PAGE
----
It’s as if you’re jogging… (let’s be honest, it’s been awhile – but bear with me) and the view is great, the wind is in your hair, a pulsing energy flows through you. For a minute, you can feel it: complete freedom.

There are also those moments when your knees begin to ache, the wind feels like it’s slapping you in the face, and your lungs are having trouble keeping up with your legs. Each step weighs you down more than the last. The pain and the doubt sets in, and you ask yourself, why I am doing this?  Why am I still running right now…and when is it going to be over?

I calculated the days I’ve spent on the road in the first half of the year. For a person with part-time travel as the goal, it wasn’t pretty. There was a period of three months when I was home for a total of 2.5 weeks time.

I started to feel like an out-of-shape jogger.


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Heading to Kauai soon? Here are all the places I wish I had known about before I went.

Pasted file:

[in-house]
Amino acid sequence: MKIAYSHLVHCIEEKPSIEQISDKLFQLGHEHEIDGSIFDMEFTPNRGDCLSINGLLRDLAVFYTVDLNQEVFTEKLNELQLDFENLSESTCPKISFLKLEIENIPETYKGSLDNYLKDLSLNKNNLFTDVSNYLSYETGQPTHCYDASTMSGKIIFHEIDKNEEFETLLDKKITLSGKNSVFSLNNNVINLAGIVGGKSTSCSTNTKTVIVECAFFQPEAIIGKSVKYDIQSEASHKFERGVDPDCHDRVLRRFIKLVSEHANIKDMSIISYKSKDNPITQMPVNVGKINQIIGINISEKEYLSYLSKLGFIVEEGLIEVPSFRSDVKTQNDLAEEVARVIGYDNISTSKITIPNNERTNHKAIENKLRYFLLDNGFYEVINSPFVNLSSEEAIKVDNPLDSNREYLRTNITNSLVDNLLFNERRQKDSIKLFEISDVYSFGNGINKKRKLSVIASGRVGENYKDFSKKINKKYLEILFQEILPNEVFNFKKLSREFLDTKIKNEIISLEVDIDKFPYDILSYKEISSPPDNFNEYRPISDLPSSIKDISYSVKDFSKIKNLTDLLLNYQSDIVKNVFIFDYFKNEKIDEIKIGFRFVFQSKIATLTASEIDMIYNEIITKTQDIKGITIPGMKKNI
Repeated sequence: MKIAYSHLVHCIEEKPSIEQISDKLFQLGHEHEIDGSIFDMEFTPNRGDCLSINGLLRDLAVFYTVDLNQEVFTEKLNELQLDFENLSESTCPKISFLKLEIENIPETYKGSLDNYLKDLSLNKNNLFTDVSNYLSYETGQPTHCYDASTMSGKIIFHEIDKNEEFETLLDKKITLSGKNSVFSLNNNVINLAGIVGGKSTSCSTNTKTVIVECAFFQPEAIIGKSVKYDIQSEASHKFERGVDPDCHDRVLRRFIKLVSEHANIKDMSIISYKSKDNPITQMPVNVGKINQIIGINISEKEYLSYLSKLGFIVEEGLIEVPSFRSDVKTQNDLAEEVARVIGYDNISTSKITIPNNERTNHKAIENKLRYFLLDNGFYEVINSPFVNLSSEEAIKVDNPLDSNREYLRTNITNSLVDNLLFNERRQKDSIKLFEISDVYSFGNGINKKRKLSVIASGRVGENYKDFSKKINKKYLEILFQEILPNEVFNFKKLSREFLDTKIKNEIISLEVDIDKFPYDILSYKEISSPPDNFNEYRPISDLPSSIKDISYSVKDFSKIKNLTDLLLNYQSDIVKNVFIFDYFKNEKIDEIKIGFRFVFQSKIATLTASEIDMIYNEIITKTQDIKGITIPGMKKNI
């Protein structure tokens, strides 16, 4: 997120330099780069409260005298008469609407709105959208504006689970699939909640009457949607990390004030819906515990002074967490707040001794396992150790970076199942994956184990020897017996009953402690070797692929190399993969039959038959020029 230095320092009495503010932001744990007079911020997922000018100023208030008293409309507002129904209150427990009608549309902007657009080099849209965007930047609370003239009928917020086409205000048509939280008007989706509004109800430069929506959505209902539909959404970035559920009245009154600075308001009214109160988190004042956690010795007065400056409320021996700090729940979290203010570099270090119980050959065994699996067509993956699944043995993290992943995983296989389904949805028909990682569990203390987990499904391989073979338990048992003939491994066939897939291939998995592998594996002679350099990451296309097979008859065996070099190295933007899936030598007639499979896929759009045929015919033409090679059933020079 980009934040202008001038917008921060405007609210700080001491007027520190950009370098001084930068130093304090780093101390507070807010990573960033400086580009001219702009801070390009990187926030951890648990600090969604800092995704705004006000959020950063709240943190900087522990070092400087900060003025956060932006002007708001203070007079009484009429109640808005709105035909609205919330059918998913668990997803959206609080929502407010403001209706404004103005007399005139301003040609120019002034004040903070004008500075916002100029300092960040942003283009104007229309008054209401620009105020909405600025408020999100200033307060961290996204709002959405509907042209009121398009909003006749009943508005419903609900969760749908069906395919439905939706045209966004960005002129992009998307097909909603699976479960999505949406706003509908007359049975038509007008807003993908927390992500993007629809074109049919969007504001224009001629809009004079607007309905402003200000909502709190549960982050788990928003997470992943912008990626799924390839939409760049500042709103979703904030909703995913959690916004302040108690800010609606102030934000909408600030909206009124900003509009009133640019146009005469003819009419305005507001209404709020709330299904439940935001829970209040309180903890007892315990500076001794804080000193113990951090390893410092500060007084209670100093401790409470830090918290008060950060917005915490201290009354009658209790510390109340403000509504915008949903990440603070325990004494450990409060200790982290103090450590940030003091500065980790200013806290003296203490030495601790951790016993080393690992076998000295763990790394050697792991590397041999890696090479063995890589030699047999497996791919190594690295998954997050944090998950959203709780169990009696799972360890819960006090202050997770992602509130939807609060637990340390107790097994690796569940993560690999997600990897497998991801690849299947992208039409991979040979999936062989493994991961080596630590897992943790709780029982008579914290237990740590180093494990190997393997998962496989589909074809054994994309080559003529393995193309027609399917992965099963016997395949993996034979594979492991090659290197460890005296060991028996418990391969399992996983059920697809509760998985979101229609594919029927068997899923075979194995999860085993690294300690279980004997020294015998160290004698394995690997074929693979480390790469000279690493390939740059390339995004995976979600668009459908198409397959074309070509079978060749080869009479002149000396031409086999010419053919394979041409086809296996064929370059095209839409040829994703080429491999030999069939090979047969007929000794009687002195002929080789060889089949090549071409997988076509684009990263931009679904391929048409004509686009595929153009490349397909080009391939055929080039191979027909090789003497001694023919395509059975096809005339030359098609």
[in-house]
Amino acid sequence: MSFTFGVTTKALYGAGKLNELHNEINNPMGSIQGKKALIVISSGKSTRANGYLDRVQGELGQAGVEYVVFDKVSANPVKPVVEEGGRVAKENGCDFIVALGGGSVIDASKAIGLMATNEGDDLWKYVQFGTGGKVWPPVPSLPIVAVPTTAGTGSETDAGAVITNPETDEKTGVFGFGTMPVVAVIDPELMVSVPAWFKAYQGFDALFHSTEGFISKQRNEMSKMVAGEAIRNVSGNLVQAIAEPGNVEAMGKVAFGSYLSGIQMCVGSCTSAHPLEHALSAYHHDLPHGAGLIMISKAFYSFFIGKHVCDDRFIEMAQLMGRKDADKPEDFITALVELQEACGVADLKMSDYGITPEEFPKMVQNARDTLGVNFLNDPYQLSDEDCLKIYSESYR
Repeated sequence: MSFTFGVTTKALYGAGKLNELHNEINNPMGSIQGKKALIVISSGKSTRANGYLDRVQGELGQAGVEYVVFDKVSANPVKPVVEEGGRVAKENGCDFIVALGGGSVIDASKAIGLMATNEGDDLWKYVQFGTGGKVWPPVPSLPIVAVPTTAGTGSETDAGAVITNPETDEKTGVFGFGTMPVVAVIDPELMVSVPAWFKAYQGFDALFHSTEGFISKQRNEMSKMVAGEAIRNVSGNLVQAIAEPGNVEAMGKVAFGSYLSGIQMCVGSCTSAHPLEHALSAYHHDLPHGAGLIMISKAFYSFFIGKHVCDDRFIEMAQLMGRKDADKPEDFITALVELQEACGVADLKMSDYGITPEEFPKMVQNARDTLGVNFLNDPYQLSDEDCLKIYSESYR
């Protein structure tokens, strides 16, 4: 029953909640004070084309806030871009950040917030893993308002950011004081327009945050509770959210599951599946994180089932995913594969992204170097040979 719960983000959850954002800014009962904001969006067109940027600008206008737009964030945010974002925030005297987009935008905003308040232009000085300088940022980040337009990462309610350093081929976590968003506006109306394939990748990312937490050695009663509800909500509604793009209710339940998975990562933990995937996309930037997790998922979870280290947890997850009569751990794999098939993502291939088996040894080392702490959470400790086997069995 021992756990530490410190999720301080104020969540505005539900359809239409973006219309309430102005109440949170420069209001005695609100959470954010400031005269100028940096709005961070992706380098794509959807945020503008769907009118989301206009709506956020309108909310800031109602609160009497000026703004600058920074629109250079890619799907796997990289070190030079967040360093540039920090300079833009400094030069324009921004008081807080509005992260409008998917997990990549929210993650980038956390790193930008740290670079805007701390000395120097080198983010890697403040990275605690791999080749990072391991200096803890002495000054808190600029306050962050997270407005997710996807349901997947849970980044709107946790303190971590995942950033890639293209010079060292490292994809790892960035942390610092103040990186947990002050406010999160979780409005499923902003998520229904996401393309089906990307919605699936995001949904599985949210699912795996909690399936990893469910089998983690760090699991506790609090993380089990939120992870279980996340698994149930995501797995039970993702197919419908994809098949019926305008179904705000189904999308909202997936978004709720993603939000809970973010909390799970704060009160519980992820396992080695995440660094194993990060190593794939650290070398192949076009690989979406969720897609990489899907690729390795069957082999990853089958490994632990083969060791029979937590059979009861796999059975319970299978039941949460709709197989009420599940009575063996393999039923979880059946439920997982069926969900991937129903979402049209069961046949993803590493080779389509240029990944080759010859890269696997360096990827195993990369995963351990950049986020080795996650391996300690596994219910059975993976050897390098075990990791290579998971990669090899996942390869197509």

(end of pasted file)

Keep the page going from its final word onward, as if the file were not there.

I’ve written a fair amount of itineraries for this site, mostly because it’s the travel information both you as readers and I myself need help with most often. I have personally spent hundreds of hours researching destinations, and even more time benefitting from the planning of others and my own experience.  And as much as I love writing personal pieces or thoughtful narratives, I find quality itinerary and genuine recommendations surprisingly difficult to find — online or otherwise.

I also want to continue to demonstrate how much can be seen, even at a reasonable pace — for the part-time travelers who feel limited by a few weeks of vacation time. I hope to show that it’s as simple as aligning your priorities, doing the research (which I hope I am contributing to,) booking the ticket, and going.

The good news is one week in Kauai is a fantastic for the part-time traveler who has limited time.

When I sat down to share my tips from my recent time in Kauai, however, I found dividing the island into regions and subcategories to be more effective for explanation.  I’ll share those along with a brief breakdown of what to plan for each day in a week.